Autonomous Animator: Employee vs. Independent Animation Professional?
The differences between a nine-to-fiver and an independent professional are as stark as night and day. The following list can be used to give yourself a serious gutcheck in the career to help see where you really want to be.
For example, an employee almost always has a standardized work schedule set in stone, usually requiring their presence eight or nine hours a day with a short, sometimes optional, lunch break beginning at noon and ending 30-60 minutes later. An independent professional has the option of utilizing a flexible schedule at will, which can be adjusted day to day based on personal needs and professional goals.
An employee is told what to do by their supervisor. An independent professional creates their own task list.
An employee answers to their supervisor, who answers to their supervisor, ad nauseam. An independent professional answers only to their clients.
An employee normally gets paid weekly or bi-weekly. An independent professional receives money whenever invoices are paid or purchases are made. This can amount to receiving money several times per week or even multiple times in a single day.
An employee receives money for their efforts from a single source: their job. An independent professional can receive money from multiple sources and multiple clients simultaneously. Any financial advisor will encourage you to diversify instead of putting all of your eggs into one basket. Why not apply this concept of diversity toward receiving multiple revenue streams, as well? As an independent professional, this is standard practice.
An employee’s pay is limited and usually based on a predetermined, nominal fixed wage. An independent professional’s pay has unlimited potential and can multiply exponentially, even quickly, based on the number of clients acquired, the number of projects produced, and overall performance.
An employee rarely receives any amount of profit-sharing from their company, regardless of effort or tenure. An independent professional receives full profits from all of their endeavors, all the time. An independent professional doesn’t have to struggle for decades, step on others to climb the company ladder, or play corporate head games for the chance to indulge in a slice of the company pie. They receive profits from day one.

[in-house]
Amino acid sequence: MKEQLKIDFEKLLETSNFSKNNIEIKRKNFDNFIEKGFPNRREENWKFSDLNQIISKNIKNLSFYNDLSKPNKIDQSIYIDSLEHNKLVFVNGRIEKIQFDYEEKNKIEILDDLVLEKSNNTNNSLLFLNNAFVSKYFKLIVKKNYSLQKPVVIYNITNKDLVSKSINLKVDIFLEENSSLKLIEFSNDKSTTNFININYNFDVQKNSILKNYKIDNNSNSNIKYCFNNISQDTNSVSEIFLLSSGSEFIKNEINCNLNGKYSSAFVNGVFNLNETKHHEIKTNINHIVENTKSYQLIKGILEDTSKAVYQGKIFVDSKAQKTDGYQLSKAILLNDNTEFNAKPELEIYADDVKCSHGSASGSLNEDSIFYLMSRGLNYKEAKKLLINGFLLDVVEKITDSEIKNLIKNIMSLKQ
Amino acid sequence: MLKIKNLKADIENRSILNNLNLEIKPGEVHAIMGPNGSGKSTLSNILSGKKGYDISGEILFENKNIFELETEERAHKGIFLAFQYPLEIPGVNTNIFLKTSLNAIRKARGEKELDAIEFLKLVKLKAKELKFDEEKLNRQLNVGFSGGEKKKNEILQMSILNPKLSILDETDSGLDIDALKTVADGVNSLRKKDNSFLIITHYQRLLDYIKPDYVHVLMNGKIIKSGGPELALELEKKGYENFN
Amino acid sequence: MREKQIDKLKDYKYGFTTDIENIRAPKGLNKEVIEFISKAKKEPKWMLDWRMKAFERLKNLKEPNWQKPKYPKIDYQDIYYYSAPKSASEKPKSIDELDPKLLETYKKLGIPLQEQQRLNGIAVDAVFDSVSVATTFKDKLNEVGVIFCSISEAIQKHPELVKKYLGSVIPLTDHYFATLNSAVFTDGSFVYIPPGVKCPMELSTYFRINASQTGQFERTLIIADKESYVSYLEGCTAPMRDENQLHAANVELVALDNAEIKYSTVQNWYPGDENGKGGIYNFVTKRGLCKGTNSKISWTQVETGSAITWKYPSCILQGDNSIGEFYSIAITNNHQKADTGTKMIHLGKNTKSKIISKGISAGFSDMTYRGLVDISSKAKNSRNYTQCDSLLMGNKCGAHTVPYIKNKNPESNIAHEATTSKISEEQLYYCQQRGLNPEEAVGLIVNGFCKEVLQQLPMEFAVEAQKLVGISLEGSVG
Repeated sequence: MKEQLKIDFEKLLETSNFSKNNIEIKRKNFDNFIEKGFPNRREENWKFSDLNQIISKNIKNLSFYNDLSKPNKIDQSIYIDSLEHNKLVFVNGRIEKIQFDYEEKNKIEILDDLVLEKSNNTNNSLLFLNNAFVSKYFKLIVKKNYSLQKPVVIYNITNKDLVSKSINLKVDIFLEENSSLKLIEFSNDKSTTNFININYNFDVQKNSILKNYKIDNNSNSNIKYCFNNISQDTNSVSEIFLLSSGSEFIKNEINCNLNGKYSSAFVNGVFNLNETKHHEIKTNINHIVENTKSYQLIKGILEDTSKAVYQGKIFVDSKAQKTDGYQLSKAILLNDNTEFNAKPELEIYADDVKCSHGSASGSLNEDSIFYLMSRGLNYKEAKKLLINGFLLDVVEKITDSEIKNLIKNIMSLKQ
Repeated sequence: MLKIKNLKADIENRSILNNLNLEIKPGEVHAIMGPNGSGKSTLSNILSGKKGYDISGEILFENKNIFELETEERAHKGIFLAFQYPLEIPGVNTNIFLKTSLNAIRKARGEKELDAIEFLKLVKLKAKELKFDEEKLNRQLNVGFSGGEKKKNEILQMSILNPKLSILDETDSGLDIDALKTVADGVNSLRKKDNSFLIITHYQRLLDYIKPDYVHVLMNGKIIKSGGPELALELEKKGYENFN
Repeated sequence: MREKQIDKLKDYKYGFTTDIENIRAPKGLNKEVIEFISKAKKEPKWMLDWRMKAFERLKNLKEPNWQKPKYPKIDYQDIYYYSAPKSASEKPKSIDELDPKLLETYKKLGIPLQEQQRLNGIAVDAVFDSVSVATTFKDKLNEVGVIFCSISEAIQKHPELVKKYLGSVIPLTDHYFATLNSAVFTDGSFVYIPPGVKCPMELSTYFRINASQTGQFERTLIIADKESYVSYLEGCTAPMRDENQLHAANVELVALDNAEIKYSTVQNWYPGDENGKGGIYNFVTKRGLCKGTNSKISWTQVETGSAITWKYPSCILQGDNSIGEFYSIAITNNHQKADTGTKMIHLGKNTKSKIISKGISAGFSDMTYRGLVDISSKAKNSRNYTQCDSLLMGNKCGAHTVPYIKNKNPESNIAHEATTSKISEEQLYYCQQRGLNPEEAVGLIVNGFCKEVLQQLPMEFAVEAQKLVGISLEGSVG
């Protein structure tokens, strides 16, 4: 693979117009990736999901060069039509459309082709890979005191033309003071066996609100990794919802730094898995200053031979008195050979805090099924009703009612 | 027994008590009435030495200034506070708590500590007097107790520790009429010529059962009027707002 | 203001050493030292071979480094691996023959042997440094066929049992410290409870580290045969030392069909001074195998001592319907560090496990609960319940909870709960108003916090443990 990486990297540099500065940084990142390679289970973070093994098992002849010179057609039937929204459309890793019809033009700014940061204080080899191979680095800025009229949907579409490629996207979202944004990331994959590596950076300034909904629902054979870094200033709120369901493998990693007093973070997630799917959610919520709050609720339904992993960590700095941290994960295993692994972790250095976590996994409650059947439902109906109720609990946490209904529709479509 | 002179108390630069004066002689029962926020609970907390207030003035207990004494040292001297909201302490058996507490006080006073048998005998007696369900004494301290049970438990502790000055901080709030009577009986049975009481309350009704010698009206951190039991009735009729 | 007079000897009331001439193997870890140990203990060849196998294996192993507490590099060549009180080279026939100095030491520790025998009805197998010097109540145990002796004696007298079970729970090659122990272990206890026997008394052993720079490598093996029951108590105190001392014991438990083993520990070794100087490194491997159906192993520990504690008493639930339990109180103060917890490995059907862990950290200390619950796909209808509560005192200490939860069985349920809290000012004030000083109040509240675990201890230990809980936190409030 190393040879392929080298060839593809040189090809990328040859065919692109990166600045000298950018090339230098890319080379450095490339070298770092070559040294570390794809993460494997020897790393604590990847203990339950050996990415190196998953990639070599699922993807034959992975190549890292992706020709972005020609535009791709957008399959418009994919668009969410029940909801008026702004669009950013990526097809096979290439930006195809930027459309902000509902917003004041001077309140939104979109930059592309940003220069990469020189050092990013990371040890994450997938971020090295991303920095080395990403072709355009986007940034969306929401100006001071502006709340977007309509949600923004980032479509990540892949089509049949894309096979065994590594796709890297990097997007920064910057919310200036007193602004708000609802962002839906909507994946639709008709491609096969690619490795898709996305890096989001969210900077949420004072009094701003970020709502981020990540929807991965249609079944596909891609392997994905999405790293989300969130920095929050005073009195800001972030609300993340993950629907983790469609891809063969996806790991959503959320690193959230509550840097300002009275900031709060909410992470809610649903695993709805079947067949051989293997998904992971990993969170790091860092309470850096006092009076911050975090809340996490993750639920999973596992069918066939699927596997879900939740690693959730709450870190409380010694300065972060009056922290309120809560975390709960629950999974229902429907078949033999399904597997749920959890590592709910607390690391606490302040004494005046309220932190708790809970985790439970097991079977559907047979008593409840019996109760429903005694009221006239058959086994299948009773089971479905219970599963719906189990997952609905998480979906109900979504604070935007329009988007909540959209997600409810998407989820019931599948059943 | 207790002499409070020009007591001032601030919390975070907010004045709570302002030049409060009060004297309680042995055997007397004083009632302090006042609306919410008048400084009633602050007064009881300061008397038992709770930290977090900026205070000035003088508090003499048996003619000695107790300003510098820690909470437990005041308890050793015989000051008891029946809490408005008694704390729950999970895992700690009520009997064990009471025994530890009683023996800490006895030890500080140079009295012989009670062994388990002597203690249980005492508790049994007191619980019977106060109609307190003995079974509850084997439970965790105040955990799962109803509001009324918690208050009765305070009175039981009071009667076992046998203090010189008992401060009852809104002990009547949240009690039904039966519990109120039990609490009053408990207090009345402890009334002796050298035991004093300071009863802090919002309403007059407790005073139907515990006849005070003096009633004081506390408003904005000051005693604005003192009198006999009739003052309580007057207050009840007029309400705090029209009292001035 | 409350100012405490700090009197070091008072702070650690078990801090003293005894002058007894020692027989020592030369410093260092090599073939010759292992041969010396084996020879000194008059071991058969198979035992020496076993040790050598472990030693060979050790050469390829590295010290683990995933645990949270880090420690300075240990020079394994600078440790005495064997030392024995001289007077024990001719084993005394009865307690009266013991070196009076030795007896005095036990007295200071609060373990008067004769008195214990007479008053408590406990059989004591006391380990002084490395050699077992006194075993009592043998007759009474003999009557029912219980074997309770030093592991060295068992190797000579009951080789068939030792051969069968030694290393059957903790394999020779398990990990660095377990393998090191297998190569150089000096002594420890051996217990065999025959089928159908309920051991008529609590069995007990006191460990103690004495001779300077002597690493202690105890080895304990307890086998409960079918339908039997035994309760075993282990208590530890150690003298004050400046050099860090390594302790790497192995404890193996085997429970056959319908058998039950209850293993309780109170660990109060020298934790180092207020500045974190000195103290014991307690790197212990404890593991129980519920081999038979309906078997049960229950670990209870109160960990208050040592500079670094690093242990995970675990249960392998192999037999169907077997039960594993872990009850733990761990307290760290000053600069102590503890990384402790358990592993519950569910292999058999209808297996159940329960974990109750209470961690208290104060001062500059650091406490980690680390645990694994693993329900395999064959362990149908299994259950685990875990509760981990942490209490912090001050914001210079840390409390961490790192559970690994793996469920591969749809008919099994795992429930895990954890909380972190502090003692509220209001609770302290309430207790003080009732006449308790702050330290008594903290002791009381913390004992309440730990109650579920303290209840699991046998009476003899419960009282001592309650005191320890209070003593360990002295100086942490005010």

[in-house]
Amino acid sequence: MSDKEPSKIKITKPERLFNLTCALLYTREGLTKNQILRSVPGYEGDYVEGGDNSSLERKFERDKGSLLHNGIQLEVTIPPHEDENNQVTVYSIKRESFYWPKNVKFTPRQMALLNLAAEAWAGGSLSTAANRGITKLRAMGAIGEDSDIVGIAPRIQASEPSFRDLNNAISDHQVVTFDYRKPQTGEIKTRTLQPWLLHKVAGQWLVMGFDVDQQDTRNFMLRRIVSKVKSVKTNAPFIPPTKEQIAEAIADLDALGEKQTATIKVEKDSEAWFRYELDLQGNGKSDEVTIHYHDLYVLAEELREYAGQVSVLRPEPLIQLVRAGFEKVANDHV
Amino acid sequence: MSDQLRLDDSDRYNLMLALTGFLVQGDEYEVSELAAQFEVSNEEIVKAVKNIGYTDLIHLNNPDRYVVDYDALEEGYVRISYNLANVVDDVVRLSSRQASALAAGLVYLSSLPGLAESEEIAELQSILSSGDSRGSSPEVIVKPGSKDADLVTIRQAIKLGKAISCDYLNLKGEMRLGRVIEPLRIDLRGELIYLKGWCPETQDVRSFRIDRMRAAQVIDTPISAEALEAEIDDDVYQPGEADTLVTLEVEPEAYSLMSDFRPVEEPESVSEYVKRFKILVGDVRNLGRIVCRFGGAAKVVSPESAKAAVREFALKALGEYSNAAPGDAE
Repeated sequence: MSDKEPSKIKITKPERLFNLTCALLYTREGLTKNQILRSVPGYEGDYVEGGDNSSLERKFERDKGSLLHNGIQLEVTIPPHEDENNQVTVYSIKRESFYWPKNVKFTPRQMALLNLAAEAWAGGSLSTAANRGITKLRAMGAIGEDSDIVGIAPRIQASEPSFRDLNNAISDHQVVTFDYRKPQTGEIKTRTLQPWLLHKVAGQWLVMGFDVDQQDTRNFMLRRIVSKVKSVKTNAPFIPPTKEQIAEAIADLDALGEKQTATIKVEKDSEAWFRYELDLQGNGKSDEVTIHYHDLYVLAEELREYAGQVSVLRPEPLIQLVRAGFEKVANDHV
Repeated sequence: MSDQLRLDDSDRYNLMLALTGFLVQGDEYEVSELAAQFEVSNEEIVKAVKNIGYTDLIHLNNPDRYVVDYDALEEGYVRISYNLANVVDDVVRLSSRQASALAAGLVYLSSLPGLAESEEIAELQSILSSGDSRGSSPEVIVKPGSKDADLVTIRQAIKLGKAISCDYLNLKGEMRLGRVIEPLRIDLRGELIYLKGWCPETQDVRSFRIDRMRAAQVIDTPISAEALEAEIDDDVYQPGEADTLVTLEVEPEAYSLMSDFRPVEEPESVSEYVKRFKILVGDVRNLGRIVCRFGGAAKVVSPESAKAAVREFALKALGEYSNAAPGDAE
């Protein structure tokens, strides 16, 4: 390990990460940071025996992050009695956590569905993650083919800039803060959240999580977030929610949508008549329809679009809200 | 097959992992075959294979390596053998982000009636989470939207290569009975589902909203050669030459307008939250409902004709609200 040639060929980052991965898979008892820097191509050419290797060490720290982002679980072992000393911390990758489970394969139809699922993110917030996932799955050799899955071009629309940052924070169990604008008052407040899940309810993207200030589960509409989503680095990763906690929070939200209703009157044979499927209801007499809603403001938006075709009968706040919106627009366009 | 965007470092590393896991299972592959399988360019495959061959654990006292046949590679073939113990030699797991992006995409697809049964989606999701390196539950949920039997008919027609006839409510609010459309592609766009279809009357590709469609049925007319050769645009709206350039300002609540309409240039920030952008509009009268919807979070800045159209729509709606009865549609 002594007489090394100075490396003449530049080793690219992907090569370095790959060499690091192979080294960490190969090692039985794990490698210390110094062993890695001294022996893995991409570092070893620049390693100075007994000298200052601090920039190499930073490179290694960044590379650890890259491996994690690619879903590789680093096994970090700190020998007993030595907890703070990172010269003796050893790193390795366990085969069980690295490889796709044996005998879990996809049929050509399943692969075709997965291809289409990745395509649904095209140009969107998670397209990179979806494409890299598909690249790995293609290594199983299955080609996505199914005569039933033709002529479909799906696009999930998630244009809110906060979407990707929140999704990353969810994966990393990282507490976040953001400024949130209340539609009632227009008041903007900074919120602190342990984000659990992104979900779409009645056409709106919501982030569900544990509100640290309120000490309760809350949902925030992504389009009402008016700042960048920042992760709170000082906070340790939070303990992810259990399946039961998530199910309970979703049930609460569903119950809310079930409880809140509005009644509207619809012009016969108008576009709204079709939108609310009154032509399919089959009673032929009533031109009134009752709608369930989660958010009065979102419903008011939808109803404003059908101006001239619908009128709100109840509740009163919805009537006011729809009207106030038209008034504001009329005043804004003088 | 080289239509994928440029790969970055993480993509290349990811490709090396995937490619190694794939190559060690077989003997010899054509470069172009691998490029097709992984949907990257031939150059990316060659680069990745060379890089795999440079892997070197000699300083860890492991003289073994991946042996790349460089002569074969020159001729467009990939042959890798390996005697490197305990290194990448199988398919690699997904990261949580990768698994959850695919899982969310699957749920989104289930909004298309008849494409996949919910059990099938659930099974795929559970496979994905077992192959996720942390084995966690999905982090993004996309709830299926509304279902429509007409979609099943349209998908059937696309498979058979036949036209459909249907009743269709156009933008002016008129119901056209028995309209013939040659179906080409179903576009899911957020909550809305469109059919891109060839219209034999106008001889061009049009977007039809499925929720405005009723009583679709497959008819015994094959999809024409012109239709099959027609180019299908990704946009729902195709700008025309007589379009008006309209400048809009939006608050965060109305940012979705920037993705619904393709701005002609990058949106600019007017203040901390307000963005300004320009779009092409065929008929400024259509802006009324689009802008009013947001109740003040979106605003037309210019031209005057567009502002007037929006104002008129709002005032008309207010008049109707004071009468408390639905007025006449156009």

An employee has no job security, contrary to popular belief, as they truly have no idea how long their position at their company will be deemed necessary. Additionally, if their position may soon be coming to an abrupt end, chances are they will not be given substantial notice but, rather, told at the very last possible minute in hopes of reducing the chances of an incident occurring at the workplace upon receiving the shocking news. On the other hand, an independent professional has ultimate job security because they can work as many hours as they like for as long as they like. An independent professional’s future rests squarely in their hands, while an employee’s future at a company is ultimately out of their control.
An employee is usually not involved with big-picture decisions or company vision plans. An independent professional is in complete control of all big-picture decisions and company vision plans. In fact, being Chief Visioneer of your career is one of the most critical and rewarding aspects of operating as an independent professional.
An employee is often granted a very limited, predetermined amount of vacation and leave time per year. An independent professional is in control of their own time and can enjoy unlimited vacation and leave, provided they work ahead and make sure all of their responsibilities are taken care of in advance. In fact, many independent professionals can operate remotely, and their clients may not even be aware that they are on vacation halfway around the world.
An employee tends to work because they have to, not because they want to — often at a job they don’t enjoy. An independent professional tends to work because they are passionate about their career and the lifestyle it provides. Moreover, an independent professional is more likely to think of their career and lifestyle as a singular notion, while an employee tends to separate the two as much as possible. Take careful inventory of how fulfilled you are in your current situation. If you are not passionate about your day-to-day activities as listed above, it may be time for a change. ◆
Autonomous Animator By Martin Grebing
An independent professional is more likely to think of their career and lifestyle as a singular notion, while an employee tends to separate the two as much as possible.
Martin Grebing is president of Funnybone Animation and can be reached at funnyboneanimation.com.